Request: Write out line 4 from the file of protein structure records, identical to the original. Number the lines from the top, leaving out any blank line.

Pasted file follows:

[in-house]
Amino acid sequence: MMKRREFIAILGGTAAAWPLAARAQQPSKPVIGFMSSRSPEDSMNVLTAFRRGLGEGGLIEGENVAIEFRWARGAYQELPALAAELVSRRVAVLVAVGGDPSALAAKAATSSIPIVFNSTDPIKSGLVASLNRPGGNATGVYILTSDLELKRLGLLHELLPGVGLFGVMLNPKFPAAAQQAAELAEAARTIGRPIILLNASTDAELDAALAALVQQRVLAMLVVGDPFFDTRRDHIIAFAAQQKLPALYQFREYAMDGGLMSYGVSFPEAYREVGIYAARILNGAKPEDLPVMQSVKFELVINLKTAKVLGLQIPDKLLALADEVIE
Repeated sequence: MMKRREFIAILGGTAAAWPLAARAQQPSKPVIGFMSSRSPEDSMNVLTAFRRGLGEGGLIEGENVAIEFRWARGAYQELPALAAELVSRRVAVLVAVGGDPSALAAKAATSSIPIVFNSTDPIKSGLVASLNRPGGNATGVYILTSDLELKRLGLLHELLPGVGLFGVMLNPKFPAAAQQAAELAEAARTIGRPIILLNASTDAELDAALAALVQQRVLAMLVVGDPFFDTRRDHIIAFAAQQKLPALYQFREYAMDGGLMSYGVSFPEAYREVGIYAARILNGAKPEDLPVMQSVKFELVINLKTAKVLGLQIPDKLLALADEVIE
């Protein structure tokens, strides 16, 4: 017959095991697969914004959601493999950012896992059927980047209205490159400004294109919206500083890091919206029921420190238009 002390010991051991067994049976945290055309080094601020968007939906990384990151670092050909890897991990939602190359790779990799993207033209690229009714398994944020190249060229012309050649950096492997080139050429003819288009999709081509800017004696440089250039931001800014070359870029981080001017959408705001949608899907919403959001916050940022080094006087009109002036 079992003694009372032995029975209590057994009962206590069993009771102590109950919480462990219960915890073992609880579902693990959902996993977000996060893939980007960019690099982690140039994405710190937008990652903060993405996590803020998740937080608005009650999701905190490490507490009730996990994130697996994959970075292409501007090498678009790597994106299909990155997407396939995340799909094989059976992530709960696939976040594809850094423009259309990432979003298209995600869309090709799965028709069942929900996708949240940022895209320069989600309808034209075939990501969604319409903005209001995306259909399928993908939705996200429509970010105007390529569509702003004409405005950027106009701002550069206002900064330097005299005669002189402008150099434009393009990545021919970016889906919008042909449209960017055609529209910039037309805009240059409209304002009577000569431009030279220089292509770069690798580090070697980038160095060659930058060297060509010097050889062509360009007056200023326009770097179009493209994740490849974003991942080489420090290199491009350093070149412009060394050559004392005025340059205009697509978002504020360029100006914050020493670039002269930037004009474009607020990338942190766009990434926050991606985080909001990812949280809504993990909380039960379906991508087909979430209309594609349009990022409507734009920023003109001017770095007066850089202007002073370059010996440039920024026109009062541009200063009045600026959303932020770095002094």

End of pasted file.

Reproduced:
């Protein structure tokens, strides 16, 4: 017959095991697969914004959601493999950012896992059927980047209205490159400004294109919206500083890091919206029921420190238009 002390010991051991067994049976945290055309080094601020968007939906990384990151670092050909890897991990939602190359790779990799993207033209690229009714398994944020190249060229012309050649950096492997080139050429003819288009999709081509800017004696440089250039931001800014070359870029981080001017959408705001949608899907919403959001916050940022080094006087009109002036 079992003694009372032995029975209590057994009962206590069993009771102590109950919480462990219960915890073992609880579902693990959902996993977000996060893939980007960019690099982690140039994405710190937008990652903060993405996590803020998740937080608005009650999701905190490490507490009730996990994130697996994959970075292409501007090498678009790597994106299909990155997407396939995340799909094989059976992530709960696939976040594809850094423009259309990432979003298209995600869309090709799965028709069942929900996708949240940022895209320069989600309808034209075939990501969604319409903005209001995306259909399928993908939705996200429509970010105007390529569509702003004409405005950027106009701002550069206002900064330097005299005669002189402008150099434009393009990545021919970016889906919008042909449209960017055609529209910039037309805009240059409209304002009577000569431009030279220089292509770069690798580090070697980038160095060659930058060297060509010097050889062509360009007056200023326009770097179009493209994740490849974003991942080489420090290199491009350093070149412009060394050559004392005025340059205009697509978002504020360029100006914050020493670039002269930037004009474009607020990338942190766009990434926050991606985080909001990812949280809504993990909380039960379906991508087909979430209309594609349009990022409507734009920023003109001017770095007066850089202007002073370059010996440039920024026109009062541009200063009045600026959303932020770095002094």